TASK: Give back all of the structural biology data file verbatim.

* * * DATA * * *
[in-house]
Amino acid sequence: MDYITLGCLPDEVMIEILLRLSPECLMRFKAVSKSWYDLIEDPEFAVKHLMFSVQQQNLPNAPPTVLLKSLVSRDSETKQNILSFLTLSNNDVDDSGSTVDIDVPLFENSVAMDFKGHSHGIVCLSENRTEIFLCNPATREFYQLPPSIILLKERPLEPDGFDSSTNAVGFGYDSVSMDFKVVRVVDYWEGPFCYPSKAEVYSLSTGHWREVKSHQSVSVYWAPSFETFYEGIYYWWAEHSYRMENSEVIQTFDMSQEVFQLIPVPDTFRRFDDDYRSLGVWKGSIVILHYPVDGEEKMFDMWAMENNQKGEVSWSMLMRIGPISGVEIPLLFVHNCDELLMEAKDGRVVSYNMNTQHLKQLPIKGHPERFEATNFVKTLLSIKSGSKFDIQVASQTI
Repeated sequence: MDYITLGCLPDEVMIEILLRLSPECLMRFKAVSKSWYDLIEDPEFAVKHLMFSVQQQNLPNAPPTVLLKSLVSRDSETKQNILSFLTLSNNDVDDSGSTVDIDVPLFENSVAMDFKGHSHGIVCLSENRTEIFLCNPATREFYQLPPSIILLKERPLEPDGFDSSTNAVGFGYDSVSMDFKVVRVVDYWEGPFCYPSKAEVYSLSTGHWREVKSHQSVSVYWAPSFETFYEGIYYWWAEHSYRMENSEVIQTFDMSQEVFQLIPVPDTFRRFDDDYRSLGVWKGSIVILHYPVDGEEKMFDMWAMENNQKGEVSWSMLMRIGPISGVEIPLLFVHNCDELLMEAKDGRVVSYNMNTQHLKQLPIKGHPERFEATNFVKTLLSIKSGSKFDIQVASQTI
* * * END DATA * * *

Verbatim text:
[in-house]
Amino acid sequence: MDYITLGCLPDEVMIEILLRLSPECLMRFKAVSKSWYDLIEDPEFAVKHLMFSVQQQNLPNAPPTVLLKSLVSRDSETKQNILSFLTLSNNDVDDSGSTVDIDVPLFENSVAMDFKGHSHGIVCLSENRTEIFLCNPATREFYQLPPSIILLKERPLEPDGFDSSTNAVGFGYDSVSMDFKVVRVVDYWEGPFCYPSKAEVYSLSTGHWREVKSHQSVSVYWAPSFETFYEGIYYWWAEHSYRMENSEVIQTFDMSQEVFQLIPVPDTFRRFDDDYRSLGVWKGSIVILHYPVDGEEKMFDMWAMENNQKGEVSWSMLMRIGPISGVEIPLLFVHNCDELLMEAKDGRVVSYNMNTQHLKQLPIKGHPERFEATNFVKTLLSIKSGSKFDIQVASQTI
Repeated sequence: MDYITLGCLPDEVMIEILLRLSPECLMRFKAVSKSWYDLIEDPEFAVKHLMFSVQQQNLPNAPPTVLLKSLVSRDSETKQNILSFLTLSNNDVDDSGSTVDIDVPLFENSVAMDFKGHSHGIVCLSENRTEIFLCNPATREFYQLPPSIILLKERPLEPDGFDSSTNAVGFGYDSVSMDFKVVRVVDYWEGPFCYPSKAEVYSLSTGHWREVKSHQSVSVYWAPSFETFYEGIYYWWAEHSYRMENSEVIQTFDMSQEVFQLIPVPDTFRRFDDDYRSLGVWKGSIVILHYPVDGEEKMFDMWAMENNQKGEVSWSMLMRIGPISGVEIPLLFVHNCDELLMEAKDGRVVSYNMNTQHLKQLPIKGHPERFEATNFVKTLLSIKSGSKFDIQVASQTI